"What we’re trying to do at Refugee Cities is take the concept of special economic zones for migrants to countries that are hosting huge refugee populations—Turkey, Jordan, Lebanon, northern Africa—where the politics just aren’t there to allow these people to work in these countries," he said. "Economists have longed observed the beneficial impacts of allowing refugees and immigrants to work in the economy. They create more jobs over the medium to long term than they take."

Mixed Signals on NAFTA Renegotiations

Moderated by John Nahas, partner at Engeocom-Invicta Trading LLC, this panel featured Eric Eide, director of international trade for the Los Angeles Mayor’s Office, Rick Van Schoik, portfolio director at North American Research Partnership, and Pamela K. Starr, professor of international relations and public diplomacy at USC.

"While Mexico expressed its willingness to renegotiate the North American Free Trade Agreement [NAFTA]—there is, after all, a lot that can be improved in this agreement—the Peña Nieto administration made it clear that it would walk away from the negotiations if the United States attempted to raise current tariff levels, impose new quotas, or if the renegotiations did not benefit Mexican national interests," said Starr. "Mexico has been reminded by U.S. actions and administration rhetoric that the United States can be the greatest threat to Mexican well-being, even as it remains the greatest potential opportunity."

Van Schoik said that undoing NAFTA would be very complicated and potentially impossible, and also touted the benefits of the trade agreement.

"It has been said that NAFTA was the greenest trade agreement ever and we have evidence of that," he said. "If the United States, Canada, and Mexico can host the World Cup in 2026 as three nations, why can’t we get along as three nations?"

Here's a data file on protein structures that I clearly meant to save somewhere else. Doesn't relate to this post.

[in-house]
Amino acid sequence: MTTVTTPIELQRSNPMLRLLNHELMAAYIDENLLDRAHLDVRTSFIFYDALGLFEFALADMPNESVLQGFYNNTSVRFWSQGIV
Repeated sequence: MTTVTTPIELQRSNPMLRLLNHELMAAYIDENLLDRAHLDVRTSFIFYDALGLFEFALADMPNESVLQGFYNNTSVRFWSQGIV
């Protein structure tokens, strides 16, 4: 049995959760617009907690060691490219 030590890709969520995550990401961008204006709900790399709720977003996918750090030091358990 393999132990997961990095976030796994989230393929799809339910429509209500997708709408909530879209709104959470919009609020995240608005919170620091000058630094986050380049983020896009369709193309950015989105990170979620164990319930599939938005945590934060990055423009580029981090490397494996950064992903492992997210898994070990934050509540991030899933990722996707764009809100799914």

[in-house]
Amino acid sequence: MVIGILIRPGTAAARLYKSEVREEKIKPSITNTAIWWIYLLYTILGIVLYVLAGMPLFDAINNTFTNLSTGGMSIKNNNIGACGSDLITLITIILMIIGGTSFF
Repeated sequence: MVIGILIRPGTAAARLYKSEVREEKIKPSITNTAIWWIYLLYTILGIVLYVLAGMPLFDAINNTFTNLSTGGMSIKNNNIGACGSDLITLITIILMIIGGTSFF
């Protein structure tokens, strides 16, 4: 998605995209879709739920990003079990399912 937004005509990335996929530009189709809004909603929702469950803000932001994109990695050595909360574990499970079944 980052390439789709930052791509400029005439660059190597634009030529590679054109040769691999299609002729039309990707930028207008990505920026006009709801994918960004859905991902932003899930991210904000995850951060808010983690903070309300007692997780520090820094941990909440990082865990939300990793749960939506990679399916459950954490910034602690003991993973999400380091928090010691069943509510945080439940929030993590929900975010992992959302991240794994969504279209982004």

Eide argued that trade between the three countries is "absolutely crucial" for all three, adding that there is a lot at stake for Los Angeles in particular.

"Mexico has been reminded by U.S. actions and administration rhetoric that the United States can be the greatest threat to Mexican well-being, even as it remains the greatest potential opportunity."

Pamela K. Starr

"It is worth emphasizing that both Mexico and Canada are not waiting around, but proactively working on a strategy to both try to salvage and build their trade relationship with the United States while also diversifying beyond U.S. markets,"” he said. "I think having NAFTA is far better than not having NAFTA. I’m concerned about walking away from that agreement because I think there’s a lot that it helps to do to foster trade between our three countries. There are opportunities to further increase particularly environmental and labor provisions, and to help bolster the digital economy that’s so important to Los Angeles."


Justin Chapman is the Communications Associate at the Pacific Council on International Policy.

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The views and opinions expressed here are those of the speakers and do not necessarily reflect the official policy or position of the Pacific Council.